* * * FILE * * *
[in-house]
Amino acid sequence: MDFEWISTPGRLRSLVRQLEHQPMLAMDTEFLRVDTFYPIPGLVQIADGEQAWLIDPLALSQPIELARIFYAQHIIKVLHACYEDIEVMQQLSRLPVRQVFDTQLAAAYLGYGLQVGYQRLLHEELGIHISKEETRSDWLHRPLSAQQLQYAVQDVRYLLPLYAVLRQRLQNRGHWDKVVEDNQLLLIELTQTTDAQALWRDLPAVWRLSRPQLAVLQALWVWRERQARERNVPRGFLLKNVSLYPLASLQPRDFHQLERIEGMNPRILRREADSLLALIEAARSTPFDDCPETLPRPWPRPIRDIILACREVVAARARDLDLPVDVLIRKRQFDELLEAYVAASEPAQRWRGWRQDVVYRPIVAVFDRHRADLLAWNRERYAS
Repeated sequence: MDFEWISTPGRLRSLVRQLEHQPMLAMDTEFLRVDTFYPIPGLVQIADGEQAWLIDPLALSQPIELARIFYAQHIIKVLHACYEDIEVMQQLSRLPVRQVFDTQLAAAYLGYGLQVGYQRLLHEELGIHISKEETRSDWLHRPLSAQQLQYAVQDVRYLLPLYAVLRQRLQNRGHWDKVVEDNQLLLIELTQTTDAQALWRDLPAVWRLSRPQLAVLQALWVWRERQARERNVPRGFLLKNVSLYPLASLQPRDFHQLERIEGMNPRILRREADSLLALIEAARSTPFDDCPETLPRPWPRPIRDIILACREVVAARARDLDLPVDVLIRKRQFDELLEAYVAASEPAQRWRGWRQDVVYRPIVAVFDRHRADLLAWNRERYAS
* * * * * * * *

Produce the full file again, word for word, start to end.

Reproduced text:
[in-house]
Amino acid sequence: MDFEWISTPGRLRSLVRQLEHQPMLAMDTEFLRVDTFYPIPGLVQIADGEQAWLIDPLALSQPIELARIFYAQHIIKVLHACYEDIEVMQQLSRLPVRQVFDTQLAAAYLGYGLQVGYQRLLHEELGIHISKEETRSDWLHRPLSAQQLQYAVQDVRYLLPLYAVLRQRLQNRGHWDKVVEDNQLLLIELTQTTDAQALWRDLPAVWRLSRPQLAVLQALWVWRERQARERNVPRGFLLKNVSLYPLASLQPRDFHQLERIEGMNPRILRREADSLLALIEAARSTPFDDCPETLPRPWPRPIRDIILACREVVAARARDLDLPVDVLIRKRQFDELLEAYVAASEPAQRWRGWRQDVVYRPIVAVFDRHRADLLAWNRERYAS
Repeated sequence: MDFEWISTPGRLRSLVRQLEHQPMLAMDTEFLRVDTFYPIPGLVQIADGEQAWLIDPLALSQPIELARIFYAQHIIKVLHACYEDIEVMQQLSRLPVRQVFDTQLAAAYLGYGLQVGYQRLLHEELGIHISKEETRSDWLHRPLSAQQLQYAVQDVRYLLPLYAVLRQRLQNRGHWDKVVEDNQLLLIELTQTTDAQALWRDLPAVWRLSRPQLAVLQALWVWRERQARERNVPRGFLLKNVSLYPLASLQPRDFHQLERIEGMNPRILRREADSLLALIEAARSTPFDDCPETLPRPWPRPIRDIILACREVVAARARDLDLPVDVLIRKRQFDELLEAYVAASEPAQRWRGWRQDVVYRPIVAVFDRHRADLLAWNRERYAS